Friday, June 22, 2012

Contemplating Gold-Medal Tea at the Olympic Trials: Go for the Gold

Five cups of tea

On my recent trip, I learned about a new gold-medal tea coming out of Taiwan—just in time for the commencement of the Track and Field Olympic Trials in Eugene, Oregon, aptly known as “Track Town USA.” Does tea really make you run faster, jump higher, or throw further? It just might.

Competitive theories aside, the release of this new tea is due in large part to China's demand for Taiwan's competition-winning tea. China's economy is strong and China has a gift giving culture; tea is one of the most common gifts given in China. Taiwan has revolutionized its relationship with China, creating direct flights, postal service and new shipping routes between Taiwan and the mainland. With China's new found wealth, the trend in gifting is that it should be big and it should be the best, making Taiwanese competition winning tea an ideal choice. But this recent trend has people in Taiwan's tea industry talking.

They don't want toudeng first through tenth, they want regular toudeng,” said He Lao, an artist and tea culture expert. He and many other Taiwan tea industry insiders are surprised by this because everyone in Taiwan's tea world knows that tedeng is first place. Toudeng first through tenth come next (ranking second through eleventh) and then comes toudeng, the remaining teas in the first-tier. “In the mainland, they don't like 1-10 because it implies that there is something else, or there could be something better. They just want the one that says 'the best',” he explained. Toudeng is still considered excellent tea by tea experts in Taiwan and throughout the world.

Traditionally, teas ranking below toudeng are categorized as erdeng, or second-tier. Second-tier is by no means inferior tea. It is still considered to be some of the best, and ranked in the top three. Such high quality tea rarely makes it to the U.S. and is only handled by very specialized vendors. Due to the overwhelming demand for tea that is considered “the best” some competitive ranking organizations have taken the leap, changing what was formerly known as second-tier ranked tea, to “jing pai” or gold- medal winning tea. Let's face it, “gold medal winner” sounds a lot better than “second-tier.”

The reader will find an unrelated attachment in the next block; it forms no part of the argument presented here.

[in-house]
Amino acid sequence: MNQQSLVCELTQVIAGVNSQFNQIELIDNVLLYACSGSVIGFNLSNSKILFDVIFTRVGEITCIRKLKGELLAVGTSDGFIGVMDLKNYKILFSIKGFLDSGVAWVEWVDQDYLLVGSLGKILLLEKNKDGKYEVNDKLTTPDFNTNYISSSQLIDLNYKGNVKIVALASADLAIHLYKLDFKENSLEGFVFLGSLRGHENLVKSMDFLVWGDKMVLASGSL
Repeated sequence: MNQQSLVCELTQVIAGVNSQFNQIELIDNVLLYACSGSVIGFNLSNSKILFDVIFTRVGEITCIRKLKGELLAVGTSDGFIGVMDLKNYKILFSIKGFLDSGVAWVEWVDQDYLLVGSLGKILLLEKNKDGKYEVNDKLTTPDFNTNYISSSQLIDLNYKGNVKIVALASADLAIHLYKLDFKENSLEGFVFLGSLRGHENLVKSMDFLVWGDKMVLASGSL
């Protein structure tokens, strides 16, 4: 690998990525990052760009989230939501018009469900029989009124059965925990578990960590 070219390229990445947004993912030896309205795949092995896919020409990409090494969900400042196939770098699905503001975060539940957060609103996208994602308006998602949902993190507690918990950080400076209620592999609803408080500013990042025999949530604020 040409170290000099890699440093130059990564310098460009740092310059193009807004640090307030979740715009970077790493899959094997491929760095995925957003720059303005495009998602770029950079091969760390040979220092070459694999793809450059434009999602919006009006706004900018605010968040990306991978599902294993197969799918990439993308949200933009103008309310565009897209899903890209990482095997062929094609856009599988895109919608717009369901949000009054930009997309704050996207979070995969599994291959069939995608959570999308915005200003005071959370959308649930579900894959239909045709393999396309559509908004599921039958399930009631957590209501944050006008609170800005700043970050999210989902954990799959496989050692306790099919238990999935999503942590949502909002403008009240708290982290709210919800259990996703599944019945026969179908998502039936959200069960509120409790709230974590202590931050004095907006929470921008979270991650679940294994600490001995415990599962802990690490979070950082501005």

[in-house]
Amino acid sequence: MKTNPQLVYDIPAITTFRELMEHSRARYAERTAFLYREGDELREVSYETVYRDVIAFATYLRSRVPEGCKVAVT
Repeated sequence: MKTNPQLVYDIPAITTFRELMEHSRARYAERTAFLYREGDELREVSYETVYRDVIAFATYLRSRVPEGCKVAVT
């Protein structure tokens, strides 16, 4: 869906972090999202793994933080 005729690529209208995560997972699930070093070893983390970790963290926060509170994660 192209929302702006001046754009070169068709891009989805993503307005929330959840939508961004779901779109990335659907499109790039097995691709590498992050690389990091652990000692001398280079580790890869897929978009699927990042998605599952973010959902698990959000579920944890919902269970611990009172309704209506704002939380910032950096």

The organizations that oversee and hold the competitions to rank teas are fighting it out—for sales. And, this is not the first time the organizations have changed the naming system. Two well respected organizations based in Nan Tou, known as He Zuo Shi and Lugu Nong Hui, battled it out years ago—in plum flowers. One organization boasted three plum flowers on their packaging, as an indicator of high quality; not be outdone in floral decorations, the other added five plum flowers to their packaging. Thus, we dissolve into the minutia of Taiwan's Olympic rings of tea. This all reminds me of what my amazing grandmother, Lisl Waechter, used to say, “I just don't understand...why everyone is trying to be the best?” In fact, these teas are quite spectacular on their own, gold medals and plum flowers aside.

Wednesday, June 13, 2012

Calligraphy and Haikuesday by Josh Chamberlain

One of the greatest things about my most recent trip was my exposure to and experience with calligraphy. This age-old art form is still very much alive in modern Taiwanese culture. Though entirely unplanned, calligraphy proved to be a recurrent theme during this trip. I've been thinking of practicing calligraphy for some time now, but never have found a teacher. On this trip, I was encouraged to learn on my own, and by chance, I met a teacher that was willing to give me a few pointers.
One of the reasons that Chinese has English beat for cool language category is that the Chinese character is an image. Thus, the words in Chinese and Chinese writing can be considered art. This might be true with English too, but it is much more accepted as a current form of art in China, Taiwan, and whereever Chinese is spoken.

I was encouraged to write some poems in Chinese, and I felt free to do so. Something about writing a poem in this language that I have studied for a number of years now seems somewhat less intimidating than writing one in English. I am drawn to poetry, but have been intimidated by it. That is why writing Haikus has been great. They are a playful way to write poetry, that is mostly just a lot of fun. Haikus are also popular in Taiwan. My friends there were excited to hear about our haiku writing Tuesdays at the teabar.

Below are the two haikus that I wrote for this week’s Haikuesday:

Haiku 1 translation:

Filial American
Most Americans are not considered to be filial, so this presents a contradiction.

After returning from the mountain, you return to your hometown
Coming down the mountain refers to “leaving the monestary” or leaving a school after some great learning has been achieved, in this case, leaving Taiwan and moving back to Eugene, Oregon.

Tea leaf many bridges
We do not know the course that life will lead us down. There are many possibilities, but in my case, I have followed my nose, and tea has openned up a world of possibilities.

Continuing the tea bridge theme, Haiku 2 translation:

Tea is like a bridge
Tea is a great tool for communication and enhanced creativity.

Training in order to pass through the loneliness.
Accomplishing goals can sometimes take a long time. Once the die is cast, sometimes we have to wait until we get the things we need. This period of waiting can be painful in the moment, often experienced as loneliness or hunger.

Seeking the joy that lives in the moment
The last four words refer to the joy of doing. Even though the process might be arduous, one looses oneself in the joy of doing, and is fullfilled with a meaningful life.